This is the first in a beginners guide to help explain some of the terms you may encounter whilst using your computer.
Personal computers (pcs) come in all shapes and sizes but there are three basic types;
The desktop – this is the box that sits on (hence the name) or under a desk or table. Its size can vary but is generally around 16 x 16 x 8” (40 x 40 x 20cm) and although it usually stands upright some can also sit horizontally so that the monitor can be placed on top.
The desktop box houses the major components but to be able to be used as a personal computer it will need to have a keyboard, mouse and monitor connected.
The laptop is a combination of the desktop, keyboard, mouse and monitor all condensed into a flat device that opens like a book. The terms notebook, netbook and more recent derivatives such as Chromebook and Ultrabook are simply larger, smaller, lighter or faster variations. They are all designed to be small enough to carry comfortably and being portable means they can be powered by a battery in addition to a power outlet.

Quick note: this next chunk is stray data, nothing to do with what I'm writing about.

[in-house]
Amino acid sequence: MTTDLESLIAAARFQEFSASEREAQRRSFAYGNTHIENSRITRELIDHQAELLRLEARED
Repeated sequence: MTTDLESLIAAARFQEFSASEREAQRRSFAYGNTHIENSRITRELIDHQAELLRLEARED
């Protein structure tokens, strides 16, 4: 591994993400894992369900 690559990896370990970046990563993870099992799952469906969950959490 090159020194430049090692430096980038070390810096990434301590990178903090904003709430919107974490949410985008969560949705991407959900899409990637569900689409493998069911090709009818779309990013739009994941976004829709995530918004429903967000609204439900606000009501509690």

The tablet is fast becoming more popular than both the desktop and the laptop as a device for browsing the internet and connecting to social media, such as Facebook (more on this in a later blog). It can be held like a book and is currently available in two general sizes, the 7” (about the size of a paperback) and a 10” (just smaller than an A4 sheet of paper).
As the internal parts needed for a computer have vastly reduced in size over the last few years, this means that tablets can be incredibly thin, sometimes less than 1cm or ½” thick. They are all touch-screen, which means the mouse is redundant and the keyboard shows on the screen when required (although for typing some people still prefer to plug in a small external keyboard). Smart-phones can be classed as a slightly smaller version of the tablet.
Two other terms that are frequently used when discussing computers are hardware and software.
Hardware refers to the internal physical parts of a computer, for example the hard disk drive, the CD/DVD player, the CPU (Central Processing Unit) and also any external equipment such as the mouse, printer and monitor.
Software is a broad term that refers to all programs/applications and data/information that can be stored electronically for instance; photos saved to a CD, an operating system such as Windows 8 and an anti-virus/internet security suite.
In my next blog I’ll go into more detail including tips on what to look out for when buying a new computer.
Click here to go to Part 2 – What is RAM, where’s my CPU and what’s a Port?